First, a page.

Seeing Impermanence to overcome anxiety

Human beings are works in progress that mistakenly think they’re finished.

Dan Gilbert

These words of a psychologist point out the fundamental mistakes we make when it comes to who and what we are. Anxiety, depression, low self-esteem: We think these are features that define who we are, and there is nothing we can do about it.

Anxiety and fear come from a genuine but misguided belief that we are flawed, something I have felt for a long time. With that belief, we fail to change because we think our flaw is an irrevocable part of who we are. With such a damming indictment of ourselves, the anxiety and fear are never challenged, never examined, and therefore can never be addressed, so the cycle continues.

This fixed sense of ‘the self’, a separate essence or spirit that makes us who we are, is the basis of our suffering.
We need to see, just as I did, that this idea needs to die. My journey is learning that I was wrong about myself and who I thought I was. I had to learn that there is no me, no fixed ‘I’, just the story I tell myself, which I could also change.

All of which makes a point. Who we think we are is not based upon facts but a story, a narrative we tell to ourselves about ourselves. That story of worthlessness, self-pity and weakness needs to change because it’s false. To overcome anxiety, it has to be about addressing the illusions and falsehoods that occupy our minds. How we think and feel about ourselves and the world.

Once seen, these illusions don’t have quite the same hold over us as they once did. They still have power; in challenging moments, the old narratives come out. But we challenge those beliefs/narrative, and rewrite it bit by bit so our mental habits are more accurate and empowering. 

All this is the Buddhist ideas of ‘Non-self’ (Anatman in Sanskrit) and Impermanence (Anitya).

To exist is to say it’s ‘ongoing’, like a storm or a cloud. A storm exists when the right wind, humidity, temperature, and other factors form the thunderclouds. There is no single feature or essence of a storm that makes the storm.

But change is difficult because we tend to resist it, sticking with what’s familiar. The old ways, ideas, lifestyle, relationships, and possession gives us certainty and safety.
It doesn’t take much observation to know that our world is in perpetual flux. Nothing lasts, which scares us because we can’t find anything to hold onto.
We make the mistake of thinking that to exist is to have some intrinsic unchanging feature that defines the object, ideas, and person.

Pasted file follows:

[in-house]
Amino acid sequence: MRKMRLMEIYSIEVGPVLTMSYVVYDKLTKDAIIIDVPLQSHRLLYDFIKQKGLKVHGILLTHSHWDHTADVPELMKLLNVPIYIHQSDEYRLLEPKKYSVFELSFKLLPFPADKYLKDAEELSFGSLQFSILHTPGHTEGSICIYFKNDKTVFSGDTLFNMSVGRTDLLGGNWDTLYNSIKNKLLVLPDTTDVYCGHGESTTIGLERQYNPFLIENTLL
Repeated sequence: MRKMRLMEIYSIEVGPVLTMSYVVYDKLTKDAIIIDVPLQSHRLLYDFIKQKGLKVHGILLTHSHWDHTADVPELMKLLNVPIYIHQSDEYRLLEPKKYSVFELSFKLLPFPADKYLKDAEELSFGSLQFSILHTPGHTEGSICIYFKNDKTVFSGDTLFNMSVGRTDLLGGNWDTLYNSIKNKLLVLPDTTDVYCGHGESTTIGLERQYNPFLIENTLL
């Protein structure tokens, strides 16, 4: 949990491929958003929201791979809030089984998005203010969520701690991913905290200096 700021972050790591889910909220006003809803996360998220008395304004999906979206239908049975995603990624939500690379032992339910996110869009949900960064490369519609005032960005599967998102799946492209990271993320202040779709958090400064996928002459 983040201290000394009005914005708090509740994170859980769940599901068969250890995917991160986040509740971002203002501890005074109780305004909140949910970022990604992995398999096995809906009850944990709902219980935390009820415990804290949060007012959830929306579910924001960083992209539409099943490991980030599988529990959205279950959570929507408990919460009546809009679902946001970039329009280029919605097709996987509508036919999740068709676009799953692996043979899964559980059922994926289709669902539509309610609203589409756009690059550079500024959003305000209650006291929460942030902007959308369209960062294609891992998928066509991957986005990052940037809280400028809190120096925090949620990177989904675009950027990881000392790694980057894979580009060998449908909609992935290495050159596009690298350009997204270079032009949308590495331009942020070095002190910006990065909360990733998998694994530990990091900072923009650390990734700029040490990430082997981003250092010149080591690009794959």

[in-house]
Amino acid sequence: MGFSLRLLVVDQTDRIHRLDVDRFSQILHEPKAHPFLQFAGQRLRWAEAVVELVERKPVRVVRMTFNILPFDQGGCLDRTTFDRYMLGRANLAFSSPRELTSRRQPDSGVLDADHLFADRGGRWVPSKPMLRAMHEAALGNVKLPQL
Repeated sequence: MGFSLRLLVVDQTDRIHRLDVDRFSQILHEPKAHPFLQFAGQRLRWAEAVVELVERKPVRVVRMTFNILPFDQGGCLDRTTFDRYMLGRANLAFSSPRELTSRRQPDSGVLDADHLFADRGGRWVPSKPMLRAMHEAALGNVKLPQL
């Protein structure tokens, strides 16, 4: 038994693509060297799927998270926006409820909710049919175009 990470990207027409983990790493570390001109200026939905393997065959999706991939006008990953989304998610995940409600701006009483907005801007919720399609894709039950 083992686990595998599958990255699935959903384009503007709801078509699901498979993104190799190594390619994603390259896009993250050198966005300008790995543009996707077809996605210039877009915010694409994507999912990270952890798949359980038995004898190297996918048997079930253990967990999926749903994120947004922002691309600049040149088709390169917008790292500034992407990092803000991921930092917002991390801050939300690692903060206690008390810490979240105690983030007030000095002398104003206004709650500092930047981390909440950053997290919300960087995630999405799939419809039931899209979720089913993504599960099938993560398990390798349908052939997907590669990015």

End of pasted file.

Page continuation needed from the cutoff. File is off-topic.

That all things have no essence or unchanging soul. Everything, including ourselves, is changing. It’s one of the most significant steps to move from our fear-induced stagnation towards change and growth.

Verbing the world

‘You are a verb that’s things itself a noun.’

The cosmos is a process, and so are you. To put it differently, think of everything not as a noun, a name, but as a verb.

The cosmos is ‘starring’ right now, some of those stars are ‘planeting’, on one of the planetings, we know it’s ‘peopling’ right now, and one of those ‘peoplings’ is Richard ‘Collisoning’. 

The sky ‘storms’, plants are ‘flowering’, they don’t ‘have flowers‘, they are the flowers. You don’t have thoughts, you are your thoughts. The ocean is the same. The ocean ‘waves’. (The ocean is in the process of waves). The ocean does not ‘have’ waves, it is the waves.

So, everything is temporary, in a state of change. From individual atoms through cells, ideas, language, people, places, plants, objects, and whole ecosystems, civilisations are formed and die throughout the cycle of birth and death.

To overcome anxiety, we have to see reality clearly, and a fixed, separate self is a false, misleading notion that creates other false beliefs.

The illusion of the ego or separate self can’t easily be seen as an illusion. Illusions conceal themselves, and the feeling of separation can be powerful, preventing us from seeing the illusion for what it is. When faced with change, we grasp safety, security, and fixed anchor; knowing who we are is one way of finding it. 

To overcome our anxiety is to accept that it’s OK to feel what you feel: fear, doubt, uncertainty, that you are spinning in ‘motion’. Once you see and accept reality for what it is, happiness becomes more accessible. Because now we’re operating with a clearer understanding of how the game (of life) works. Instead of chopping wood against the grain, we chop with the grain.

Such insights are liberating and transformative like all good journeys of enlightenment are.

Image by skeeze from Pixabay.

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